The Music Box
- by Christopher Morley 26AT six-long ere the wintry dawn-
There sounded through the silent hall
To where I lay, with blankets drawn
Above my ears, a plaintive call.
The Urchin, in the eagerness
Of three years old, could not refrain;
Awake, he straightway yearned to dress
And frolic with his clockwork train.
I heard him with a sullen shock.
His sister, by her usual plan,
Had piped us aft at 3 o'clock-
I vowed to quench the little man.
I leaned above him, somewhat stern,
And spoke, I fear, with emphasis-
Ah, how much better, parents learn,
To seal one's sensure with a kiss!
Again the house was dark and still,
Again I lay in slumber's snare,
When down the hall I heard a trill,
A tiny, tinkling, tuneful air-
His music-box! His best-loved toy,
His crib companion every night;
And now he turned to it for joy
While waiting for the lagging light.
How clear, and how absurdly sad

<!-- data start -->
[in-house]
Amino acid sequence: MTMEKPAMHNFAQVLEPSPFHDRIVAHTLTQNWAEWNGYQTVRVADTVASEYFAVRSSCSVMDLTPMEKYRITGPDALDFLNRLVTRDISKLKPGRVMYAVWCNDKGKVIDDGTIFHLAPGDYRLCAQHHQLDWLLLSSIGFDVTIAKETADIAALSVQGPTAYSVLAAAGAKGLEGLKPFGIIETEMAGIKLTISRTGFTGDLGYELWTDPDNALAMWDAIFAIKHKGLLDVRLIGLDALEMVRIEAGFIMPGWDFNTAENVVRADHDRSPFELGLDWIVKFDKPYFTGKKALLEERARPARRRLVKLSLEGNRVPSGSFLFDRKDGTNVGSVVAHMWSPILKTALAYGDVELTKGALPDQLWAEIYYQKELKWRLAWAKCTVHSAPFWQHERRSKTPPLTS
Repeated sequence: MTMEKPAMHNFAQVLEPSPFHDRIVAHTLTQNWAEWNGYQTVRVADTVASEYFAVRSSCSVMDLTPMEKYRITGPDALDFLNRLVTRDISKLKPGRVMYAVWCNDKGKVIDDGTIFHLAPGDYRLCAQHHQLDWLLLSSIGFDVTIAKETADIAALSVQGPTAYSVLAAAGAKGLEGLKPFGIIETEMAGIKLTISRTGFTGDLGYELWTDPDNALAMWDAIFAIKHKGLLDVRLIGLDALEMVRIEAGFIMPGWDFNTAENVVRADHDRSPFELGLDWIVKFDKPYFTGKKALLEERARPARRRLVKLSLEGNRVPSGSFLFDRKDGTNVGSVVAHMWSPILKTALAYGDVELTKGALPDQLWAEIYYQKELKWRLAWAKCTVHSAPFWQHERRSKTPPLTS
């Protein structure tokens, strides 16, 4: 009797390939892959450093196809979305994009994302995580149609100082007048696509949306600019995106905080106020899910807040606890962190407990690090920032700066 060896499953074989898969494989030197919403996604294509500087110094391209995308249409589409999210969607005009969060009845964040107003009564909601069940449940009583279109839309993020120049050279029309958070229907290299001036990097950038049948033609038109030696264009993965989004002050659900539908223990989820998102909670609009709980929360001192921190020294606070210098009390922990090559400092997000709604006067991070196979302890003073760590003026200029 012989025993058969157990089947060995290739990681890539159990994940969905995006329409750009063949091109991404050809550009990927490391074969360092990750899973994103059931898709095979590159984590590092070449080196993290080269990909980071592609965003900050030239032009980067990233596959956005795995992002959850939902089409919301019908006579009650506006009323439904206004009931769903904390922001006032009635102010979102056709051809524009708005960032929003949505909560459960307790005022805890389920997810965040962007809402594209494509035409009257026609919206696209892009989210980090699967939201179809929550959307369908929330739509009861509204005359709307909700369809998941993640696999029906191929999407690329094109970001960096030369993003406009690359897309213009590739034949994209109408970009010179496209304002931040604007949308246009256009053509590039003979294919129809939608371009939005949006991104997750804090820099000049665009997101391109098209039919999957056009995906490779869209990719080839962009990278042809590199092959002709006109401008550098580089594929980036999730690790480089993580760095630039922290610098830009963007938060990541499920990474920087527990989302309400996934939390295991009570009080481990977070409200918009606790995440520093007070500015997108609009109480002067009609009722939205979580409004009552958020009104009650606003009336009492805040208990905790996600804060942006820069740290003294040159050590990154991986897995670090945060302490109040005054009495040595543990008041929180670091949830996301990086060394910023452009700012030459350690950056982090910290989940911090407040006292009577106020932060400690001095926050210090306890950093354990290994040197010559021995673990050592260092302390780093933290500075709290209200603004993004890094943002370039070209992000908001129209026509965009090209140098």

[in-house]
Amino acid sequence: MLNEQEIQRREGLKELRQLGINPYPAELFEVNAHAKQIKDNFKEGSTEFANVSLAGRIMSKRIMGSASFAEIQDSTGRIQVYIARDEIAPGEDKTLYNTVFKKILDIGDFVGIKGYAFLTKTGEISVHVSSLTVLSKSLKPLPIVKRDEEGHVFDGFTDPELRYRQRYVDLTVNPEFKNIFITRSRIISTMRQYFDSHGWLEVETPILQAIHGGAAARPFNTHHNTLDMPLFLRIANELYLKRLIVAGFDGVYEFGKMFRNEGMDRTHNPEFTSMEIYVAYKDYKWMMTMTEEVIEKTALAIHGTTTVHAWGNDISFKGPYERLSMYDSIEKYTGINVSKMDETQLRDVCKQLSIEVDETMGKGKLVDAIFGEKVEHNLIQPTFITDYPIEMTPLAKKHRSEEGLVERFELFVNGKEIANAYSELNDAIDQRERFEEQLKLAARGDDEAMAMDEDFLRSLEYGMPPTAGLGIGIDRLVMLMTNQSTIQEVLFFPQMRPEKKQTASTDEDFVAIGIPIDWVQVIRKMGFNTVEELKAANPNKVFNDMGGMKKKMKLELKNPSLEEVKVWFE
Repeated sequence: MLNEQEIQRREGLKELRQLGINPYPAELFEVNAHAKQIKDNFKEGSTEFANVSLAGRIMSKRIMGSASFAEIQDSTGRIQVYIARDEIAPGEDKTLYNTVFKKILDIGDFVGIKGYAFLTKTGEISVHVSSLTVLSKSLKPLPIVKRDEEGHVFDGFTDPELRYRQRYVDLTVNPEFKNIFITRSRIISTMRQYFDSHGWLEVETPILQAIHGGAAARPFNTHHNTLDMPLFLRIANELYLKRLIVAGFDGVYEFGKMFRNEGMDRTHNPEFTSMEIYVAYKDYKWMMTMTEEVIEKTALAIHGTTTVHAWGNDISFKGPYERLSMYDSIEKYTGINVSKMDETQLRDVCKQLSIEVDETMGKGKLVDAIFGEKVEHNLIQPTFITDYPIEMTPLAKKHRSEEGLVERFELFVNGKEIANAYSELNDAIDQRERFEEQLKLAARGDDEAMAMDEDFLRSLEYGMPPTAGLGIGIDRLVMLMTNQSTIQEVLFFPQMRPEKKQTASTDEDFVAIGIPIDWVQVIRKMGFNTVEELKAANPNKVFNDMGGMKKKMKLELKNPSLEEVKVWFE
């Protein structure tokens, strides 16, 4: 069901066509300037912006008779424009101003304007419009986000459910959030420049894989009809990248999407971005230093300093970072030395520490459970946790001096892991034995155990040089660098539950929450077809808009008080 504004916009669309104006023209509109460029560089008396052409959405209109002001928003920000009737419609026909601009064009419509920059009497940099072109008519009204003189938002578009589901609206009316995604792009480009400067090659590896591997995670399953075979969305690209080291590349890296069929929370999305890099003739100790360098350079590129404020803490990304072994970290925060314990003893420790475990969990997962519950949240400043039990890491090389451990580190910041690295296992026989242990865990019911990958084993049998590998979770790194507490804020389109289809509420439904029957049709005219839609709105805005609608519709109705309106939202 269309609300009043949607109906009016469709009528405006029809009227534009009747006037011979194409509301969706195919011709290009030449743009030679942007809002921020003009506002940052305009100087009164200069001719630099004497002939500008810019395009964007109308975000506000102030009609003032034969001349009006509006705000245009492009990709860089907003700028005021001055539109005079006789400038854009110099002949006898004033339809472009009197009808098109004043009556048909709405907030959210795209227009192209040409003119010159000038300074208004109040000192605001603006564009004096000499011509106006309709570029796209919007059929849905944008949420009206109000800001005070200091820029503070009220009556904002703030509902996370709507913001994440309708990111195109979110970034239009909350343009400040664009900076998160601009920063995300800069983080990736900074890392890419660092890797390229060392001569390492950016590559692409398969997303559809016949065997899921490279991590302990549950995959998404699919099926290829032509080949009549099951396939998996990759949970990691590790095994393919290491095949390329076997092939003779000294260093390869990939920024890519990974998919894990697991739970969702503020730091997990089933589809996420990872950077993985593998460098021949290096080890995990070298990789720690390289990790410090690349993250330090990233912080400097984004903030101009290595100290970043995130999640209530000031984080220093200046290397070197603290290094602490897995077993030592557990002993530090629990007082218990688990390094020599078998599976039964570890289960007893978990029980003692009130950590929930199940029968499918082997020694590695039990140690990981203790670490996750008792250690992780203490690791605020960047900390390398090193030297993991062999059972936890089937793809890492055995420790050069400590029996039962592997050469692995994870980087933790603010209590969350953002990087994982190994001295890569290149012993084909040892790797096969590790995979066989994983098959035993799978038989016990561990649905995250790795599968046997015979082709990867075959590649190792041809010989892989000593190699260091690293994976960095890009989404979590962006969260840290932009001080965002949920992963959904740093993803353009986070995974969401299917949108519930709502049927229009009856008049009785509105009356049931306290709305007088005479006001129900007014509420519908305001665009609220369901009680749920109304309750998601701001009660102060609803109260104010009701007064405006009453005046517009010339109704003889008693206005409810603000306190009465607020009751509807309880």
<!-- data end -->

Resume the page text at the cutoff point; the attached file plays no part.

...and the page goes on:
Those tingling pricks of sound unrolled;
They chirped and quavered, as the lad
His lonely little heart consoled.
Columbia, the Ocean's Gem-
(Its only tune) shrilled sweet and faint.
He cranked the chimes, admiring them,
In vigil gay, without complaint.
The treble music piped and stirred,
The leaping air that was his bliss;
And, as I most contritely heard,
I thanked the all-unconscious Swiss!
The needled jets of melody
Rang slowlier and died away-
The Urchin slept; and it was I
Who lay and waited for the day.
The Old Swimmer
- by Christopher Morley 25I OFTEN wander on the beach
Where once, so brown of limb,
The biting air, the roaring surf
Summoned me to swim.
I see my old abundant youth
Whee combers lean and spill,
And though I taste the foam no more
Other swimmers will.
Oh, good exultant strength to meet
The arching wall of green,
To break the crystal, swirl, emerge
Dripping, taut, and clean.
To climb the moving hilly blue,
To dive in ecstasy
And feel the salty chill embrace
Arm and rib and knee.
What brave and vanished laughter then
And tingling thighs to run,
What warm and comfortable sands
Dreaming in the sun.
The crumbling water spreads in snow,
The surf is hissing still,
And though I kiss the salt no more,
Other swimmers will.
Poems by Christopher Morley, Christopher Morley's poems collection. Christopher Morley is a classical and famous poet (5 May 1890 - 28 March 1957 / Haverford, Pennslyvania). Share all poems of Christopher Morley.
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